Suddenly we’re faced with the pressure of this one moment that all that work has been leading up to and that pressure can be significant.
If this does sound familiar, you are in good company. It’s really common. And the good news is that there are things that you can do to blast through the fears and concerns and retain your well earned and normal confidence.
Here are some ideas……
Follow your normal routine
When you’ve trained and prepared for this big day, you’ve probably done a lot of things in exactly the same way:
How you pack your bag
What you eat for breakfast
If you’re training for a channel swim, what about
Do you shower before training?
Do you wear the same kit to training?
Your favourite costume
When things feel overwhelming around you, a routine in something that is familiar and you are able to focus on. It’s something that you can control.
A pre-event routine starts you off on the right track by giving you a series of familiar patterns which mean that the whole event can actually be positive and familiar. You know you’ve done everything that you can do to prepare. It’s worked before, it can work again.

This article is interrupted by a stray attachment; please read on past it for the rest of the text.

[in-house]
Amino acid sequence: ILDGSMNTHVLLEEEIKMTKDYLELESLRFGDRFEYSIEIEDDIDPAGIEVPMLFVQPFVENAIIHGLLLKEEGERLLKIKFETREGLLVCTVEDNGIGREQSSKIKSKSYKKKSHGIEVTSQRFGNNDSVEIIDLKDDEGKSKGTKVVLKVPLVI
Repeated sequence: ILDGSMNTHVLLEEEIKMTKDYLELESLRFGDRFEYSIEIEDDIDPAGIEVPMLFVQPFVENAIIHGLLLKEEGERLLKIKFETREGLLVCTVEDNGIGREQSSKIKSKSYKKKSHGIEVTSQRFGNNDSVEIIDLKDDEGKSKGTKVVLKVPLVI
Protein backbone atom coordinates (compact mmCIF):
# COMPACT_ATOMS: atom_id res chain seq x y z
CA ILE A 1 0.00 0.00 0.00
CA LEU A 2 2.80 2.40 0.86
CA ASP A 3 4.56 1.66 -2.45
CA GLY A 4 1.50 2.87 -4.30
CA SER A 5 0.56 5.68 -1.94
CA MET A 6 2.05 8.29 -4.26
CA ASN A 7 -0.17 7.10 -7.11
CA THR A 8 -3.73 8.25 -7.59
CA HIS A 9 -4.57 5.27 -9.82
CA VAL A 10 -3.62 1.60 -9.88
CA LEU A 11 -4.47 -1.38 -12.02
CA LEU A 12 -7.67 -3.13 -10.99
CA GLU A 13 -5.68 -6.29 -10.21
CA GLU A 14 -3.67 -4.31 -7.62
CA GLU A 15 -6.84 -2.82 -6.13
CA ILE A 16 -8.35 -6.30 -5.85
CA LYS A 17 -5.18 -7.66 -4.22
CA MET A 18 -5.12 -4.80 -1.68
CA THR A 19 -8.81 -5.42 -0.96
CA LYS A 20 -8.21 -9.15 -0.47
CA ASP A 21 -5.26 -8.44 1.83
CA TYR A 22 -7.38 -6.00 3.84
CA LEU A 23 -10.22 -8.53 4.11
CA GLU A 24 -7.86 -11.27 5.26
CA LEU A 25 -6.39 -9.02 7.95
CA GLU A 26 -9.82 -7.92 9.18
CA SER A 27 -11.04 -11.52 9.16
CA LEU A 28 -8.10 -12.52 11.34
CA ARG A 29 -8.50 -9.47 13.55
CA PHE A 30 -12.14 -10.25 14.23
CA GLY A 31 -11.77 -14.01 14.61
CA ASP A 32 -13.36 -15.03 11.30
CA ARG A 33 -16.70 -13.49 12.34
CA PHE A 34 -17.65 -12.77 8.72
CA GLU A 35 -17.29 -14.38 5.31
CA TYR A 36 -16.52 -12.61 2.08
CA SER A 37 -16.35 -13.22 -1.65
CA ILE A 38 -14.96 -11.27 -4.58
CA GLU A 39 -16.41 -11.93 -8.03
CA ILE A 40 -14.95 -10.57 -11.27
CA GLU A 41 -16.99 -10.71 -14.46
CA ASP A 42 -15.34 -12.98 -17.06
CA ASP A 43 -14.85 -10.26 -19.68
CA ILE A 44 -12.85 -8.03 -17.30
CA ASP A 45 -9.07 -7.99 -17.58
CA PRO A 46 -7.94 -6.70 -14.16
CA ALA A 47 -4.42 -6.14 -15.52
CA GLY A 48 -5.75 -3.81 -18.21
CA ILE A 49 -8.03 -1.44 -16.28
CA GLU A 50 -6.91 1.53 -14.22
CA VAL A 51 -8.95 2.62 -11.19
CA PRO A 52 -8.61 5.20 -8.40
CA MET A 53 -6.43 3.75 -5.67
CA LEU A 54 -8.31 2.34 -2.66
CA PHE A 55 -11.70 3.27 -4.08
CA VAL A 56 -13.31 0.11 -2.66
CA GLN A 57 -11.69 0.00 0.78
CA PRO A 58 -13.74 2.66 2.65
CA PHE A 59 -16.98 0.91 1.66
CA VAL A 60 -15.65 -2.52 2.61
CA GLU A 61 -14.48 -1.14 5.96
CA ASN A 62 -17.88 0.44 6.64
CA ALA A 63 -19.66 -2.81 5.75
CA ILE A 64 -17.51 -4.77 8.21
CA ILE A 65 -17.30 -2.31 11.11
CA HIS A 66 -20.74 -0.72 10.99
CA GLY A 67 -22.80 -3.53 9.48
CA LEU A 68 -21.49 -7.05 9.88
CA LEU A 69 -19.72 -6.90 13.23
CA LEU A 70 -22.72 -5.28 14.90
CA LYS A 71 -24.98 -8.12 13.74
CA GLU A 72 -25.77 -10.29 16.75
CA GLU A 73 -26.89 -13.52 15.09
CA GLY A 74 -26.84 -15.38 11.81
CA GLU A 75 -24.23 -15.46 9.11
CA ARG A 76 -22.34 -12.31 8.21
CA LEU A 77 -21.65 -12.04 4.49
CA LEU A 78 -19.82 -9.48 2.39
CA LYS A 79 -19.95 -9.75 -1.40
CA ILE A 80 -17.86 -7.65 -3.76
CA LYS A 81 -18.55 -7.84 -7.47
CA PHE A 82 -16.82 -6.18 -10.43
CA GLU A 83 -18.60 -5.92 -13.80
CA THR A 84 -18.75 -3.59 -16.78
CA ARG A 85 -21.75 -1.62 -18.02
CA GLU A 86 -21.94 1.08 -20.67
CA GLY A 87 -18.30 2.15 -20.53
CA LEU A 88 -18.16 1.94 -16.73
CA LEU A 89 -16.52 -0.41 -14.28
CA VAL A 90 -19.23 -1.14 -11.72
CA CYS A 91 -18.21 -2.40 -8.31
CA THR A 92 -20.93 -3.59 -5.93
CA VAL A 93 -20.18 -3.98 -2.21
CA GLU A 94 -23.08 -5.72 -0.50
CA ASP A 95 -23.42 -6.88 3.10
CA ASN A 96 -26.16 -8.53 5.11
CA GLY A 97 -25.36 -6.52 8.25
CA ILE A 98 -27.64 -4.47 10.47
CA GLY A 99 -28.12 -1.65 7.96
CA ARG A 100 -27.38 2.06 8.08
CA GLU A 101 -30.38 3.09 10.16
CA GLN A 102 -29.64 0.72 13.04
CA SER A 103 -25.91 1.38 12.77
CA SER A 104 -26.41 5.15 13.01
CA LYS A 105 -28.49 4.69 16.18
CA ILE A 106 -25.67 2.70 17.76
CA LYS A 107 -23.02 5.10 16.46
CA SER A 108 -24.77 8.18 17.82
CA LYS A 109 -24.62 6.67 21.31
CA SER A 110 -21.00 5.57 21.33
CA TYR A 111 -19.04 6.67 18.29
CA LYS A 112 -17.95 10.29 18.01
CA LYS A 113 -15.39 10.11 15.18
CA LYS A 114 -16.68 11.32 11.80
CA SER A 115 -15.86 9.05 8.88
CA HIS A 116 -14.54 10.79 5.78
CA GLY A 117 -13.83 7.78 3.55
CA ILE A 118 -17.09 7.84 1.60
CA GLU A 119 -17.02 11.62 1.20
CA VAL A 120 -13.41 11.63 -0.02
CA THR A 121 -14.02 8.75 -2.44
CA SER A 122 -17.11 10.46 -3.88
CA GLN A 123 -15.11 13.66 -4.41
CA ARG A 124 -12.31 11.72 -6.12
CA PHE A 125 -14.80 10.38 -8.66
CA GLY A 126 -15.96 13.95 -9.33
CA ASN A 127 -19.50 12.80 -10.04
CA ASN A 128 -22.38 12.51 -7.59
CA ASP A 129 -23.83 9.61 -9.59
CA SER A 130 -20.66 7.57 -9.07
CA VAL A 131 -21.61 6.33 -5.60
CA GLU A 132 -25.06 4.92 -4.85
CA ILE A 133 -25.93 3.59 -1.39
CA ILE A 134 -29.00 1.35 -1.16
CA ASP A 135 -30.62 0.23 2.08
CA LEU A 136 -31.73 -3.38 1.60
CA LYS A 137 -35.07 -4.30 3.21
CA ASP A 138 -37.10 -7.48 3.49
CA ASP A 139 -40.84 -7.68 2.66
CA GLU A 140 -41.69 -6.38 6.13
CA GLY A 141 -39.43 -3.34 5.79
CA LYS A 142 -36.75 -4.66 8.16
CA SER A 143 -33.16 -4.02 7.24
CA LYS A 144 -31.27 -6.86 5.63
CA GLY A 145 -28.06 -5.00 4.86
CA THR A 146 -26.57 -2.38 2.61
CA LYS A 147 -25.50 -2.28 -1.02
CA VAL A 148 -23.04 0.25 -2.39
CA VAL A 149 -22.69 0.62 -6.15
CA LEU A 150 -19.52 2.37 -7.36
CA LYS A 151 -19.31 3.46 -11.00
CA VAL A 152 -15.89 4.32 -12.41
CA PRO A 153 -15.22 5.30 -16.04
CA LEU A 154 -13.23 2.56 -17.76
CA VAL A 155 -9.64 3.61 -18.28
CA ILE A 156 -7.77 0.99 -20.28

Visualisation can be used to improve your technique. You can rehearse your ideal event ahead of time or use it as a way to cope with any moments when it all feels a bit difficult during the event.
If you find yourself doubting yourself, use it then. If you feel yourself being distracted by things that are not helpful, things that could lead you to underperform (other people are a good example), use your visualisation.